I have a crazy and controversial question: Is the problem a lack of funding at these institutions due to a decrease in tax revenues or are California's public institutions of higher education simply not charging enough tuition and fees? I recently came across a benchmark study by Washington State, by a group called the Washington Higher Education Coordinating Board. The study lists the cost of in-state tuition for students for 47 states across the United States by type of institution.
Flagship Universities and Colleges
California boasts some of the world's best public universities. The University of California Berkeley (UC Berkeley) is affiliated with more Nobel Prizes than most nations. Despite some of the nation's highest cost-of-living expenses, expensive real estate, high taxes, and high housing costs, the in-state tuition for California residents at one of these world-class facilities ranks 14th highest in the nation--above the national average, but nearly 35% less than Pennsylvania--the nation's highest.
Comprehensive Colleges and Universities
While California has a few world-renowned public universities, it also has a broad network of excellent mainstream colleges and universities. Despite high living costs and a whopping 26.2% increase from the prior year, California had only the nation's 35th highest (12th lowest) tuition and fees for residents attending these facilities. The 26.2% increase was the 2nd biggest year-to-year increase, second only to Georgia. California residents tend to remember the massive increase and likely don't know the great value they receive in reduced tuition compared to residents in other states.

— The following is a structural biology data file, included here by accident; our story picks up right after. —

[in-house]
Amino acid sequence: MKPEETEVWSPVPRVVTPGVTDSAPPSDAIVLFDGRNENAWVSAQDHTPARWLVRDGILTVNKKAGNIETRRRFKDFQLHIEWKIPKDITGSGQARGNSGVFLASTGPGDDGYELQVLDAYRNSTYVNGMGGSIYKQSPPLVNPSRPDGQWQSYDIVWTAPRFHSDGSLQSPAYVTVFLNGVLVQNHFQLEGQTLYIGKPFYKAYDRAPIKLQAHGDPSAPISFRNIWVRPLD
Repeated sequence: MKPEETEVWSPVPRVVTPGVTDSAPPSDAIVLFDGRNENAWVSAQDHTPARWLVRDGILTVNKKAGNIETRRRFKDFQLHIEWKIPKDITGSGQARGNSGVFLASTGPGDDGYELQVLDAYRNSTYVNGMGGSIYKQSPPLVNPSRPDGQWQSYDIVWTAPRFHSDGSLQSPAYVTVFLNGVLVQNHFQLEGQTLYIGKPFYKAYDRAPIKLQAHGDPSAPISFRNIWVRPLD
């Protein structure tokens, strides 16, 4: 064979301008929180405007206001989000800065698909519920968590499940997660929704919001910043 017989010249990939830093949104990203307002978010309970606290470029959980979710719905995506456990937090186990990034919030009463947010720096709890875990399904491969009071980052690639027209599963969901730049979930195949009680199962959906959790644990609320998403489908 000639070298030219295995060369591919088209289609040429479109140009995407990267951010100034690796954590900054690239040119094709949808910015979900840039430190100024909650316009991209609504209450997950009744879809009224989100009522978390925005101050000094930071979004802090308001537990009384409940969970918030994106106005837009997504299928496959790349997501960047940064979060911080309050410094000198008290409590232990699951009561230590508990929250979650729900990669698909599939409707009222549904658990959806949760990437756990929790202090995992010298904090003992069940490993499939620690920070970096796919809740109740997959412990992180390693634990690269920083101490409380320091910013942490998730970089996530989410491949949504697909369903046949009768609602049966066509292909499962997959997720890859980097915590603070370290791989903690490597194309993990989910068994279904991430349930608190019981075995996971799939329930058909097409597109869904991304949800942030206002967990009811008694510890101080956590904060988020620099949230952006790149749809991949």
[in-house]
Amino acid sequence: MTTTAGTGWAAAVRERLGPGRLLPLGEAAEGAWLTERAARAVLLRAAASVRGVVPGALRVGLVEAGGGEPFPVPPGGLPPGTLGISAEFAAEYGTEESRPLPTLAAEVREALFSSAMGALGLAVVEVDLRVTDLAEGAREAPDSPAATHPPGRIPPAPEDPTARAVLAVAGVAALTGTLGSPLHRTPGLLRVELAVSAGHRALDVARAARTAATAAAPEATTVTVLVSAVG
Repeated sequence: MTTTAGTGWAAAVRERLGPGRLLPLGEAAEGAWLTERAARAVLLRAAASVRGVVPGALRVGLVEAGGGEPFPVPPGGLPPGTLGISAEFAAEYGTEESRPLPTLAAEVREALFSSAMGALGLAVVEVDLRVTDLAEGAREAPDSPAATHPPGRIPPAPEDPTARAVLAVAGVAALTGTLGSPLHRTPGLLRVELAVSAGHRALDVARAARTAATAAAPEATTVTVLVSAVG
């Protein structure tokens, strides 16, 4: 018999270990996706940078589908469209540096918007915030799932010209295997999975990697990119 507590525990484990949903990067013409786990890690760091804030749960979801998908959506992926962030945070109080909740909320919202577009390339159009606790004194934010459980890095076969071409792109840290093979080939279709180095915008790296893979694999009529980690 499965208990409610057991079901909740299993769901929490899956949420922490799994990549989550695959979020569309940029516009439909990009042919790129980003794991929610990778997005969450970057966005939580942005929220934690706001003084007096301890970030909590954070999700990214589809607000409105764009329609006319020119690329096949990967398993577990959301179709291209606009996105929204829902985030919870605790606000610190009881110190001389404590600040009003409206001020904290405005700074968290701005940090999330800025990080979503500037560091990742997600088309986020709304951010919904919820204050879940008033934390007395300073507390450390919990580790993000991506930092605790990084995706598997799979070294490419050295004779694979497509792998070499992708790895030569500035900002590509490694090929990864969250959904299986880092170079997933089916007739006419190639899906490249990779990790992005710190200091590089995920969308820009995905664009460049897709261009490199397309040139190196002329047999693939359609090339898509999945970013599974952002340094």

Besides its flagship universities and comprehensive colleges and universities, California also enjoys a vast network of community colleges. These facilities often provide needed vocational training and skills building necessary to become successful in today's job market. They also offer a way for low-income students to pass required classes before transferring to one of California's mainstream facilities. Where do tuition and fees ranks for California residents? California has the nation's lowest-cost tuition and fees for residents studying at community colleges even after a 30% year-to-year increase--the third fastest increase after Georgia and West Virginia.
How does California maintain such low tuition and fees for residents? Because the costs of public higher education is subsidized by California taxpayers.
To combat the funding shortfalls and the increases in tuition and fees, Governor Jerry Brown and various teachers unions propose to increase California's already high income taxes on upper-income taxpayers and to raise the state sales tax for all Californian's--already the nation's highest.
The question remains: Do we impose even higher taxes on California taxpayers to further subsidize our public institutions of higher learner or--given the evidence that California's public institutions are generally priced below the national average--do we allow additional increases to tuition and fees?